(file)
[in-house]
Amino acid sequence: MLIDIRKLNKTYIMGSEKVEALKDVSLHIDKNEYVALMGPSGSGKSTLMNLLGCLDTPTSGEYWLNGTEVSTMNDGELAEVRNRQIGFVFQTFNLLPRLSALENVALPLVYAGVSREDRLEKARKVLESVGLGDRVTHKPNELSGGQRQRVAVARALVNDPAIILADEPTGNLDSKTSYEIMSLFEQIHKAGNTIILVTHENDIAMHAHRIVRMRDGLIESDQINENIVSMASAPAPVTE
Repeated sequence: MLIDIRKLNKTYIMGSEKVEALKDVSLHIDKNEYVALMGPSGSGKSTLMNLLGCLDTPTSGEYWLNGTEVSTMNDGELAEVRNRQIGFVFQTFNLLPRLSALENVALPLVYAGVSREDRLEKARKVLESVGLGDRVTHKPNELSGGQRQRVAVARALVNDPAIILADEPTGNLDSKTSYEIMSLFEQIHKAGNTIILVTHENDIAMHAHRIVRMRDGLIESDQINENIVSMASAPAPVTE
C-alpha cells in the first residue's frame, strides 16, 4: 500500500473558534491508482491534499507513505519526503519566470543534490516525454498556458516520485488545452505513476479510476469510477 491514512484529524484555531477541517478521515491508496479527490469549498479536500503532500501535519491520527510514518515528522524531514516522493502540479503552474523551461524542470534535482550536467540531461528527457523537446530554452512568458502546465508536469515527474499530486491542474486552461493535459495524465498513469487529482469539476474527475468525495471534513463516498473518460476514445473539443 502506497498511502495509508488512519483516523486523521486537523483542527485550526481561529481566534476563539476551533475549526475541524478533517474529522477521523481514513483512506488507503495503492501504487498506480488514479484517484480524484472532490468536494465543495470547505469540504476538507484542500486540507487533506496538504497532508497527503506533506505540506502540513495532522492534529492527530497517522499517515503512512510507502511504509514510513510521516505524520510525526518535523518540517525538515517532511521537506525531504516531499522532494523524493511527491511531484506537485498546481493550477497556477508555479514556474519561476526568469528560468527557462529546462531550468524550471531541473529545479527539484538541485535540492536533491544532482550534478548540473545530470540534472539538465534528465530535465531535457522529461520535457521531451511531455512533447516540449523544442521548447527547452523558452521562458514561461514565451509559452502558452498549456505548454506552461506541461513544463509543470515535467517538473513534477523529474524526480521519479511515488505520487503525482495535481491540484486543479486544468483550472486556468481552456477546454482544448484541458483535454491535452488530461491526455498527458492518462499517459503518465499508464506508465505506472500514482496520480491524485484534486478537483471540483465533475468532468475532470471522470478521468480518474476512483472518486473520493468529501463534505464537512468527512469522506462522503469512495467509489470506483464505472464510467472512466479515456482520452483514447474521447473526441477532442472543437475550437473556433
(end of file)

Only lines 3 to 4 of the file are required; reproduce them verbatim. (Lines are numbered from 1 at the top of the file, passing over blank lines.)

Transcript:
Repeated sequence: MLIDIRKLNKTYIMGSEKVEALKDVSLHIDKNEYVALMGPSGSGKSTLMNLLGCLDTPTSGEYWLNGTEVSTMNDGELAEVRNRQIGFVFQTFNLLPRLSALENVALPLVYAGVSREDRLEKARKVLESVGLGDRVTHKPNELSGGQRQRVAVARALVNDPAIILADEPTGNLDSKTSYEIMSLFEQIHKAGNTIILVTHENDIAMHAHRIVRMRDGLIESDQINENIVSMASAPAPVTE
C-alpha cells in the first residue's frame, strides 16, 4: 500500500473558534491508482491534499507513505519526503519566470543534490516525454498556458516520485488545452505513476479510476469510477 491514512484529524484555531477541517478521515491508496479527490469549498479536500503532500501535519491520527510514518515528522524531514516522493502540479503552474523551461524542470534535482550536467540531461528527457523537446530554452512568458502546465508536469515527474499530486491542474486552461493535459495524465498513469487529482469539476474527475468525495471534513463516498473518460476514445473539443 502506497498511502495509508488512519483516523486523521486537523483542527485550526481561529481566534476563539476551533475549526475541524478533517474529522477521523481514513483512506488507503495503492501504487498506480488514479484517484480524484472532490468536494465543495470547505469540504476538507484542500486540507487533506496538504497532508497527503506533506505540506502540513495532522492534529492527530497517522499517515503512512510507502511504509514510513510521516505524520510525526518535523518540517525538515517532511521537506525531504516531499522532494523524493511527491511531484506537485498546481493550477497556477508555479514556474519561476526568469528560468527557462529546462531550468524550471531541473529545479527539484538541485535540492536533491544532482550534478548540473545530470540534472539538465534528465530535465531535457522529461520535457521531451511531455512533447516540449523544442521548447527547452523558452521562458514561461514565451509559452502558452498549456505548454506552461506541461513544463509543470515535467517538473513534477523529474524526480521519479511515488505520487503525482495535481491540484486543479486544468483550472486556468481552456477546454482544448484541458483535454491535452488530461491526455498527458492518462499517459503518465499508464506508465505506472500514482496520480491524485484534486478537483471540483465533475468532468475532470471522470478521468480518474476512483472518486473520493468529501463534505464537512468527512469522506462522503469512495467509489470506483464505472464510467472512466479515456482520452483514447474521447473526441477532442472543437475550437473556433